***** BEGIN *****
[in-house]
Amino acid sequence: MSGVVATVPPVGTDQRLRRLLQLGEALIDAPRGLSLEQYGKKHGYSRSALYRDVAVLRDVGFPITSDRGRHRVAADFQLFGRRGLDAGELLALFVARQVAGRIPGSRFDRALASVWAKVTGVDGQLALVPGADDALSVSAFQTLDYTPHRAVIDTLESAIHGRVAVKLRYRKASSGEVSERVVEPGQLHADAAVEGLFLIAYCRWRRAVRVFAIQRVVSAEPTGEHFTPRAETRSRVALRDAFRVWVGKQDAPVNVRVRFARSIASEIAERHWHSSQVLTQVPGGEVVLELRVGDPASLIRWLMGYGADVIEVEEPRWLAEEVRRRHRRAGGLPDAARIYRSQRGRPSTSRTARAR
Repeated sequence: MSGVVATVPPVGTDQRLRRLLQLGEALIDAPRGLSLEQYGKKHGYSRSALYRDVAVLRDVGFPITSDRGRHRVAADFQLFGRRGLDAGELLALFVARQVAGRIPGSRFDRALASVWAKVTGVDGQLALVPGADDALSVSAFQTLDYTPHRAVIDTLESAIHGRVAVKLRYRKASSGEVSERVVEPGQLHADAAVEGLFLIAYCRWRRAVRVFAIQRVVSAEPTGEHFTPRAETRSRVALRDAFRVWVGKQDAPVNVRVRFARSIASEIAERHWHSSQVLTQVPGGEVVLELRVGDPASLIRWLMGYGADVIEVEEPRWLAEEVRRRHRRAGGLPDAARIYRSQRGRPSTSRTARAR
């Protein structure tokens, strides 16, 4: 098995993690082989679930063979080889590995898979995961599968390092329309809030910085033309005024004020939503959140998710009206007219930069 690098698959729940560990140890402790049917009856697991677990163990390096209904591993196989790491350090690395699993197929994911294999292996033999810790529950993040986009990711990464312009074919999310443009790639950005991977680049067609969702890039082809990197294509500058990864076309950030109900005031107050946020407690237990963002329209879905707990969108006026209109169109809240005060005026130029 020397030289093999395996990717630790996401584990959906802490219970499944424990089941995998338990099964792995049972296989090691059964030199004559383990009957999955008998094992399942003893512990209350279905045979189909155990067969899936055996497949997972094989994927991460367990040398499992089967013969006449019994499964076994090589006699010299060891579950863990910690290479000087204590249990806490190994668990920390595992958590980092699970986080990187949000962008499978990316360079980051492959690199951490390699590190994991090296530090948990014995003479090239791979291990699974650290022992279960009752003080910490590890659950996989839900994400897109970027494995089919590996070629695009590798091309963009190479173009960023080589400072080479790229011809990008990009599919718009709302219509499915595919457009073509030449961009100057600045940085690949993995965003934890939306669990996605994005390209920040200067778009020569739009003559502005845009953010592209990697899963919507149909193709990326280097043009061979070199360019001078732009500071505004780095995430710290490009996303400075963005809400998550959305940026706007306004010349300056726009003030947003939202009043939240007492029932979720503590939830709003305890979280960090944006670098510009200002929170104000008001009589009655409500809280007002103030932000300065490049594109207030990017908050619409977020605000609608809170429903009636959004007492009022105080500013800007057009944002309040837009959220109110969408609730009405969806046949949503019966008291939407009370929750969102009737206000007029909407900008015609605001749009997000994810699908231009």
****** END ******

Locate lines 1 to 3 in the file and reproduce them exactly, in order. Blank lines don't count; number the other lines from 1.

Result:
[in-house]
Amino acid sequence: MSGVVATVPPVGTDQRLRRLLQLGEALIDAPRGLSLEQYGKKHGYSRSALYRDVAVLRDVGFPITSDRGRHRVAADFQLFGRRGLDAGELLALFVARQVAGRIPGSRFDRALASVWAKVTGVDGQLALVPGADDALSVSAFQTLDYTPHRAVIDTLESAIHGRVAVKLRYRKASSGEVSERVVEPGQLHADAAVEGLFLIAYCRWRRAVRVFAIQRVVSAEPTGEHFTPRAETRSRVALRDAFRVWVGKQDAPVNVRVRFARSIASEIAERHWHSSQVLTQVPGGEVVLELRVGDPASLIRWLMGYGADVIEVEEPRWLAEEVRRRHRRAGGLPDAARIYRSQRGRPSTSRTARAR
Repeated sequence: MSGVVATVPPVGTDQRLRRLLQLGEALIDAPRGLSLEQYGKKHGYSRSALYRDVAVLRDVGFPITSDRGRHRVAADFQLFGRRGLDAGELLALFVARQVAGRIPGSRFDRALASVWAKVTGVDGQLALVPGADDALSVSAFQTLDYTPHRAVIDTLESAIHGRVAVKLRYRKASSGEVSERVVEPGQLHADAAVEGLFLIAYCRWRRAVRVFAIQRVVSAEPTGEHFTPRAETRSRVALRDAFRVWVGKQDAPVNVRVRFARSIASEIAERHWHSSQVLTQVPGGEVVLELRVGDPASLIRWLMGYGADVIEVEEPRWLAEEVRRRHRRAGGLPDAARIYRSQRGRPSTSRTARAR